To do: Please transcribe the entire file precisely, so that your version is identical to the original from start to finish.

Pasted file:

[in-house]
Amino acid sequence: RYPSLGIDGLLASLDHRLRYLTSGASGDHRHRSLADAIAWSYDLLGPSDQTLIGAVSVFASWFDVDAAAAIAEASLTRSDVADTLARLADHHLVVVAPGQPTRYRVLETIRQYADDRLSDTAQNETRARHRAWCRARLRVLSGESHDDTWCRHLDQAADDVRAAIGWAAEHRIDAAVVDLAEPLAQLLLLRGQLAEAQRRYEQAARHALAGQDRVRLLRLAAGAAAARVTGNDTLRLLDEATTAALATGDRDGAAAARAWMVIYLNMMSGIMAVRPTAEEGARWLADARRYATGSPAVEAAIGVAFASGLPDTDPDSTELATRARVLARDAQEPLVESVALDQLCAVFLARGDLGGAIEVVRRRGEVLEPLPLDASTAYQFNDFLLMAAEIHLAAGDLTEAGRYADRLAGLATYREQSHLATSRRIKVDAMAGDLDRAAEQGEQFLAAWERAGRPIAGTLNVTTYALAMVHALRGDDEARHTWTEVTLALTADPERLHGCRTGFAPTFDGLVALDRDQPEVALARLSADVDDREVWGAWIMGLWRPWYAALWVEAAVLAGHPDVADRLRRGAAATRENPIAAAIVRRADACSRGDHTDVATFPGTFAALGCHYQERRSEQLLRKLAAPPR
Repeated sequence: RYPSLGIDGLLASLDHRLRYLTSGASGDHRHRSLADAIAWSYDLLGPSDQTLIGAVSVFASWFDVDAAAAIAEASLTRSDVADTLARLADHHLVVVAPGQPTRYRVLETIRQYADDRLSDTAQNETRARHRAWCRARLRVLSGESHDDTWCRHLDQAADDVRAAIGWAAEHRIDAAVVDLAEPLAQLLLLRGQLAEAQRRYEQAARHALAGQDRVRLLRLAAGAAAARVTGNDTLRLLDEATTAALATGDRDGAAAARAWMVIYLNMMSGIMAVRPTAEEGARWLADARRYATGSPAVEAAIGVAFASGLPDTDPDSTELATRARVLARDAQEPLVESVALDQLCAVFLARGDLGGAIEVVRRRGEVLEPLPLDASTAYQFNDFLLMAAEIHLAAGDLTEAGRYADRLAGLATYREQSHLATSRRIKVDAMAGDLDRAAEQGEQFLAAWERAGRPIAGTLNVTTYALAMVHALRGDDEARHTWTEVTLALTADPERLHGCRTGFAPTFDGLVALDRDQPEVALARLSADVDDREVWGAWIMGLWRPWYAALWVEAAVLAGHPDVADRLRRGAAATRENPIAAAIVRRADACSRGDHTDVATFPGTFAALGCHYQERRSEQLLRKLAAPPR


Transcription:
[in-house]
Amino acid sequence: RYPSLGIDGLLASLDHRLRYLTSGASGDHRHRSLADAIAWSYDLLGPSDQTLIGAVSVFASWFDVDAAAAIAEASLTRSDVADTLARLADHHLVVVAPGQPTRYRVLETIRQYADDRLSDTAQNETRARHRAWCRARLRVLSGESHDDTWCRHLDQAADDVRAAIGWAAEHRIDAAVVDLAEPLAQLLLLRGQLAEAQRRYEQAARHALAGQDRVRLLRLAAGAAAARVTGNDTLRLLDEATTAALATGDRDGAAAARAWMVIYLNMMSGIMAVRPTAEEGARWLADARRYATGSPAVEAAIGVAFASGLPDTDPDSTELATRARVLARDAQEPLVESVALDQLCAVFLARGDLGGAIEVVRRRGEVLEPLPLDASTAYQFNDFLLMAAEIHLAAGDLTEAGRYADRLAGLATYREQSHLATSRRIKVDAMAGDLDRAAEQGEQFLAAWERAGRPIAGTLNVTTYALAMVHALRGDDEARHTWTEVTLALTADPERLHGCRTGFAPTFDGLVALDRDQPEVALARLSADVDDREVWGAWIMGLWRPWYAALWVEAAVLAGHPDVADRLRRGAAATRENPIAAAIVRRADACSRGDHTDVATFPGTFAALGCHYQERRSEQLLRKLAAPPR
Repeated sequence: RYPSLGIDGLLASLDHRLRYLTSGASGDHRHRSLADAIAWSYDLLGPSDQTLIGAVSVFASWFDVDAAAAIAEASLTRSDVADTLARLADHHLVVVAPGQPTRYRVLETIRQYADDRLSDTAQNETRARHRAWCRARLRVLSGESHDDTWCRHLDQAADDVRAAIGWAAEHRIDAAVVDLAEPLAQLLLLRGQLAEAQRRYEQAARHALAGQDRVRLLRLAAGAAAARVTGNDTLRLLDEATTAALATGDRDGAAAARAWMVIYLNMMSGIMAVRPTAEEGARWLADARRYATGSPAVEAAIGVAFASGLPDTDPDSTELATRARVLARDAQEPLVESVALDQLCAVFLARGDLGGAIEVVRRRGEVLEPLPLDASTAYQFNDFLLMAAEIHLAAGDLTEAGRYADRLAGLATYREQSHLATSRRIKVDAMAGDLDRAAEQGEQFLAAWERAGRPIAGTLNVTTYALAMVHALRGDDEARHTWTEVTLALTADPERLHGCRTGFAPTFDGLVALDRDQPEVALARLSADVDDREVWGAWIMGLWRPWYAALWVEAAVLAGHPDVADRLRRGAAATRENPIAAAIVRRADACSRGDHTDVATFPGTFAALGCHYQERRSEQLLRKLAAPPR